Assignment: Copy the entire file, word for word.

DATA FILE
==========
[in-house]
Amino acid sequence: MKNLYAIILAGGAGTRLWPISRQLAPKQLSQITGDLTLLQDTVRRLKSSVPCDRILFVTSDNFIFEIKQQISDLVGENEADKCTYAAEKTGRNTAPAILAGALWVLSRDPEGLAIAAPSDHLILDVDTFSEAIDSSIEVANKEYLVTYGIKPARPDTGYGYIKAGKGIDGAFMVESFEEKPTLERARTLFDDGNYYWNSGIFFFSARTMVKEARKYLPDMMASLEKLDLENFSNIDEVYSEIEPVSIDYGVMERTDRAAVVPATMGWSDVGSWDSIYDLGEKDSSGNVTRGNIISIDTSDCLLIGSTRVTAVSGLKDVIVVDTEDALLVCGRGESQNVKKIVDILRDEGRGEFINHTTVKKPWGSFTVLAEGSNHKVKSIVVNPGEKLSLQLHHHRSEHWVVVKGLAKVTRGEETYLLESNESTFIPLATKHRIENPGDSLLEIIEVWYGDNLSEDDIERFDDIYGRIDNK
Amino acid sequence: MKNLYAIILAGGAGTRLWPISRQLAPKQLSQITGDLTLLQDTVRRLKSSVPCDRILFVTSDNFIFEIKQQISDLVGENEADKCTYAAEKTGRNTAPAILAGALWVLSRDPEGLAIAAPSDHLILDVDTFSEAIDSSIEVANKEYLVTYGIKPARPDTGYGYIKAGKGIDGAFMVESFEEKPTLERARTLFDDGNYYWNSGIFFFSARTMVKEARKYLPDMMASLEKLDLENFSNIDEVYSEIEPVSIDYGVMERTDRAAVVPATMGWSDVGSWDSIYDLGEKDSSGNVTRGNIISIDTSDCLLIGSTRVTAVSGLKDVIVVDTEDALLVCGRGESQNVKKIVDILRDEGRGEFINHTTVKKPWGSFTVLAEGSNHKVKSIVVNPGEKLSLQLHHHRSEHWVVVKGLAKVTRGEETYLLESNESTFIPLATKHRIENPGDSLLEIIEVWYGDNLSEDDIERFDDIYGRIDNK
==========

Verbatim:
[in-house]
Amino acid sequence: MKNLYAIILAGGAGTRLWPISRQLAPKQLSQITGDLTLLQDTVRRLKSSVPCDRILFVTSDNFIFEIKQQISDLVGENEADKCTYAAEKTGRNTAPAILAGALWVLSRDPEGLAIAAPSDHLILDVDTFSEAIDSSIEVANKEYLVTYGIKPARPDTGYGYIKAGKGIDGAFMVESFEEKPTLERARTLFDDGNYYWNSGIFFFSARTMVKEARKYLPDMMASLEKLDLENFSNIDEVYSEIEPVSIDYGVMERTDRAAVVPATMGWSDVGSWDSIYDLGEKDSSGNVTRGNIISIDTSDCLLIGSTRVTAVSGLKDVIVVDTEDALLVCGRGESQNVKKIVDILRDEGRGEFINHTTVKKPWGSFTVLAEGSNHKVKSIVVNPGEKLSLQLHHHRSEHWVVVKGLAKVTRGEETYLLESNESTFIPLATKHRIENPGDSLLEIIEVWYGDNLSEDDIERFDDIYGRIDNK
Amino acid sequence: MKNLYAIILAGGAGTRLWPISRQLAPKQLSQITGDLTLLQDTVRRLKSSVPCDRILFVTSDNFIFEIKQQISDLVGENEADKCTYAAEKTGRNTAPAILAGALWVLSRDPEGLAIAAPSDHLILDVDTFSEAIDSSIEVANKEYLVTYGIKPARPDTGYGYIKAGKGIDGAFMVESFEEKPTLERARTLFDDGNYYWNSGIFFFSARTMVKEARKYLPDMMASLEKLDLENFSNIDEVYSEIEPVSIDYGVMERTDRAAVVPATMGWSDVGSWDSIYDLGEKDSSGNVTRGNIISIDTSDCLLIGSTRVTAVSGLKDVIVVDTEDALLVCGRGESQNVKKIVDILRDEGRGEFINHTTVKKPWGSFTVLAEGSNHKVKSIVVNPGEKLSLQLHHHRSEHWVVVKGLAKVTRGEETYLLESNESTFIPLATKHRIENPGDSLLEIIEVWYGDNLSEDDIERFDDIYGRIDNK